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Flatland: A Romance of Many Dimensions

Edwin A. Abbott (author)
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Flatland chronicles the adventure of A. Square, a being in Flatland. Flatland consists of only two dimensions, as opposed to Pointland, which consists of zero dimensions, Lineland, which consists of one dimension, and Spaceland (the one we inhabit), which consists of three dimensions. It describes at length the society in Flatland, and how they go about tasks that we Spacelanders find trivial. For instance, everyone is a Polygon. The more equal all its angles and the more sides it has, the higher its social rank. Lowest are women (or the Frailer Sex, as they are often called) who are mere Lines and have no chance of rising in rank. Then come the Triangles, which are men. Then Squares (of which the narrator, A. Square, is naturally a member), Pentagons, Hexagons, Heptagons, Octagons, etc. The more sides a Polygon has, the closer it gets to being a Circle. They're the top leaders of every aspect of Flatland's society.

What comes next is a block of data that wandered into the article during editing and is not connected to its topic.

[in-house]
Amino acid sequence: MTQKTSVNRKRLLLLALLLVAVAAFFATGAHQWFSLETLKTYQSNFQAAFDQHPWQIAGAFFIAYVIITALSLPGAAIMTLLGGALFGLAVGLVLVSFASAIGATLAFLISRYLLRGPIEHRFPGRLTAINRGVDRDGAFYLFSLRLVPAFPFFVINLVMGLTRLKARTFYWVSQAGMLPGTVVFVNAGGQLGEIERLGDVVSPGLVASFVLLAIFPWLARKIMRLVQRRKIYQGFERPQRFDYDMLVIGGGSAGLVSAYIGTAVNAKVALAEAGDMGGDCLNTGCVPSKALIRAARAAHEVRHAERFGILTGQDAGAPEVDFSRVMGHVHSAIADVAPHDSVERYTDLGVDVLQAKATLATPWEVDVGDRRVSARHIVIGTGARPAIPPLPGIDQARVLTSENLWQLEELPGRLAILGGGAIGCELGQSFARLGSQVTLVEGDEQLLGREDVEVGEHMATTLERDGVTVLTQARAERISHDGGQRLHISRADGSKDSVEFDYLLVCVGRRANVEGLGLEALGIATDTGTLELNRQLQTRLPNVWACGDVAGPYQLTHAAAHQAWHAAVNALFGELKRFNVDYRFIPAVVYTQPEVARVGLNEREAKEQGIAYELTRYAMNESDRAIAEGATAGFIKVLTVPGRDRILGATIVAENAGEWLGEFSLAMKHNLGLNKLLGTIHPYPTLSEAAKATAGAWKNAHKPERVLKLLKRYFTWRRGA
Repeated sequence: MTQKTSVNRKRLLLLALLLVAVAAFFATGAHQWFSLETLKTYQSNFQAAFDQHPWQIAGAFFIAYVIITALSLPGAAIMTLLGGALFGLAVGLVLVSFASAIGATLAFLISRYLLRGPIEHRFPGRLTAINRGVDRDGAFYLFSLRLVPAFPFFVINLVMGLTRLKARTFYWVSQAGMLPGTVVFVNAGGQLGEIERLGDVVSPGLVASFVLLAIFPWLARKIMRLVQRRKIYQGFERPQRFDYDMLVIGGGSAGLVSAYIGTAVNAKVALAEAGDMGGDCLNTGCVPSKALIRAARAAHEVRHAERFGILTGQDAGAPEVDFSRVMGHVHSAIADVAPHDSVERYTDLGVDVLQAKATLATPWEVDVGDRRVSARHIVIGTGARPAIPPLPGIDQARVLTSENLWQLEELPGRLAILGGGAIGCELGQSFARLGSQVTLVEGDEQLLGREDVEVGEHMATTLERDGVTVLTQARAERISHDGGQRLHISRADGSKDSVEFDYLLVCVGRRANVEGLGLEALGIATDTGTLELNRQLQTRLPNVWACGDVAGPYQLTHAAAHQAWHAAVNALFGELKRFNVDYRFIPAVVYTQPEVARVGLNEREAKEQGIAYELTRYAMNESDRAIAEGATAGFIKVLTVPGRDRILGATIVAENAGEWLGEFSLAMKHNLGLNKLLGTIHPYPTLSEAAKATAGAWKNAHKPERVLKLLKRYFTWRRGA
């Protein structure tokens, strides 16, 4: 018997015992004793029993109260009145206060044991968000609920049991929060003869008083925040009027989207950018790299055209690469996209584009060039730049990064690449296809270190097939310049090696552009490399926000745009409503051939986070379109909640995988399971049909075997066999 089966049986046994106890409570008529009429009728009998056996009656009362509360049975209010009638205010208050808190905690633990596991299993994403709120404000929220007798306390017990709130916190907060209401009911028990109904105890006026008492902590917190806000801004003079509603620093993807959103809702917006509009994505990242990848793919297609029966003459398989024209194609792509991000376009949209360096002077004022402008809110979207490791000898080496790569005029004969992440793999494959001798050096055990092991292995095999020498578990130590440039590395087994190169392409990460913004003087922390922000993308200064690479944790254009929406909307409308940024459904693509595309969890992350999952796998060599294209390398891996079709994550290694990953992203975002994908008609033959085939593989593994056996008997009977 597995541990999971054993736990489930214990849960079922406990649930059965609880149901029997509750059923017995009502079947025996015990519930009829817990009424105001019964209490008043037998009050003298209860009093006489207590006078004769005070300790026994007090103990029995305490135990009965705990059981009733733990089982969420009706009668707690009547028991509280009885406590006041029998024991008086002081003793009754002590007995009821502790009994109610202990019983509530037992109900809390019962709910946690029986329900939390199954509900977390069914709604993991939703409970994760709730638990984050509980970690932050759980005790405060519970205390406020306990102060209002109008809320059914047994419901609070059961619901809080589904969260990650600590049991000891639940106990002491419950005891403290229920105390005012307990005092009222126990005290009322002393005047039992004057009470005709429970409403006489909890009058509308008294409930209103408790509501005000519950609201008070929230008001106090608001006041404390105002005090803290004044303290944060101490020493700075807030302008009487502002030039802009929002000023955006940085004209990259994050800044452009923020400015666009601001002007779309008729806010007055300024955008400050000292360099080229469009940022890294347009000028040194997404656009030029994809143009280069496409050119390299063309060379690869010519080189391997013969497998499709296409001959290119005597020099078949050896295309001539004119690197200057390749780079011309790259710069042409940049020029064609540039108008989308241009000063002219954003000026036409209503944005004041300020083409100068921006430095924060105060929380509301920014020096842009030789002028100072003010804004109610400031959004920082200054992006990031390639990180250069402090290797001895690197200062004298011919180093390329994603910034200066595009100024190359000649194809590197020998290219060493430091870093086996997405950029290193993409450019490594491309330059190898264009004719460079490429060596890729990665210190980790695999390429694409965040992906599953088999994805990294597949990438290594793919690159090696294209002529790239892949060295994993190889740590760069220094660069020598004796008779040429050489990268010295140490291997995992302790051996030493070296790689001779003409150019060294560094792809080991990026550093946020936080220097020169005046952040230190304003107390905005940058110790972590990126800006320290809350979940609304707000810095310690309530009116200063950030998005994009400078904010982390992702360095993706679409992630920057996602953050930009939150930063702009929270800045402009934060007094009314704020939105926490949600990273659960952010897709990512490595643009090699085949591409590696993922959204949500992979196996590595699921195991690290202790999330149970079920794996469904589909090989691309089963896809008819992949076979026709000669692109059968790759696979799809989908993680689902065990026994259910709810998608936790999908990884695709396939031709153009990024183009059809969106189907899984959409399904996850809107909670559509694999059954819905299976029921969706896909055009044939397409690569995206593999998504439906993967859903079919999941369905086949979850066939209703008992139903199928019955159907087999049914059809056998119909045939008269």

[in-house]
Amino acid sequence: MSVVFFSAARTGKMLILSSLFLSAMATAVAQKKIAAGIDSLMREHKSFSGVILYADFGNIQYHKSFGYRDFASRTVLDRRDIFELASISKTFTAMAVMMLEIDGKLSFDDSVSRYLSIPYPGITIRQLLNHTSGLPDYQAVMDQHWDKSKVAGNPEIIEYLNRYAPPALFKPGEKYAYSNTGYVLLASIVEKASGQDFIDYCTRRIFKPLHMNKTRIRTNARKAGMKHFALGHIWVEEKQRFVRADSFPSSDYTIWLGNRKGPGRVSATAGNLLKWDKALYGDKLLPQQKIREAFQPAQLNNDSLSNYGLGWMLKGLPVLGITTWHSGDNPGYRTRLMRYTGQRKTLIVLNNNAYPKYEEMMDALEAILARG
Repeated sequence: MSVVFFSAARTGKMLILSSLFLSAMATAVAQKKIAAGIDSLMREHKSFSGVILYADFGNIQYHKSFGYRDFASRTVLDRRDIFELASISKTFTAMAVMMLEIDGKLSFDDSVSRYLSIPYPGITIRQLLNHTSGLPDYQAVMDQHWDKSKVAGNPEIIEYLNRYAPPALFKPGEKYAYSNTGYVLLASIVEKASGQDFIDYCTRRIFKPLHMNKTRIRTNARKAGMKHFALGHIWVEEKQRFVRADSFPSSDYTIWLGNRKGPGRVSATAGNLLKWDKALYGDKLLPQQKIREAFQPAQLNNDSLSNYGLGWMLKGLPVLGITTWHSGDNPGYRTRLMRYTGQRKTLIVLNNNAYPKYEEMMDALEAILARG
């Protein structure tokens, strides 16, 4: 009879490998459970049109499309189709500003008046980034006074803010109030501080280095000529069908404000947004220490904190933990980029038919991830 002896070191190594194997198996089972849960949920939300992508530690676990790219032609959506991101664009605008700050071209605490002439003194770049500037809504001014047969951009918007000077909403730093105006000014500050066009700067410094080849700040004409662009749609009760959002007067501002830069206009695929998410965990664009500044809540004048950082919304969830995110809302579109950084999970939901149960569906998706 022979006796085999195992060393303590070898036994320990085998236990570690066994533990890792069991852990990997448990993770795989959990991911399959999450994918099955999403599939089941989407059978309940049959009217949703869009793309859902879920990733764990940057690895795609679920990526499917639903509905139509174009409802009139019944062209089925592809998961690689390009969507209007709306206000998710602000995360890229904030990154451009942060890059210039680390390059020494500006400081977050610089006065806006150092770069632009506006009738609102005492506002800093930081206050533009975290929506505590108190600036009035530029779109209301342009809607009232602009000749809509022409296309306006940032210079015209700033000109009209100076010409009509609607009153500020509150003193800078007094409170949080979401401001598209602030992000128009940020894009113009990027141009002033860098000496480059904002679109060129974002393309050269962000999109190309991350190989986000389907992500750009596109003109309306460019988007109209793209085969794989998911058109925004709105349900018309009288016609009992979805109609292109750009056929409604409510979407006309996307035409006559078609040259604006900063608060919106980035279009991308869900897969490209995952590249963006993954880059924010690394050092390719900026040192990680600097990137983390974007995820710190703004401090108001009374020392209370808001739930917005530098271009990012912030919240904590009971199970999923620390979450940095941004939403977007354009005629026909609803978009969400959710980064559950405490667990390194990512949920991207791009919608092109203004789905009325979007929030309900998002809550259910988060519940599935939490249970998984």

Flatland is a classic, and even though it's written in the 1880s in Victorian English, it's still eminently readable (and funny). You might have to read a little carefully at first to get used to the age of the language, but once you've picked it up you'll have no trouble enjoying this excellent story.

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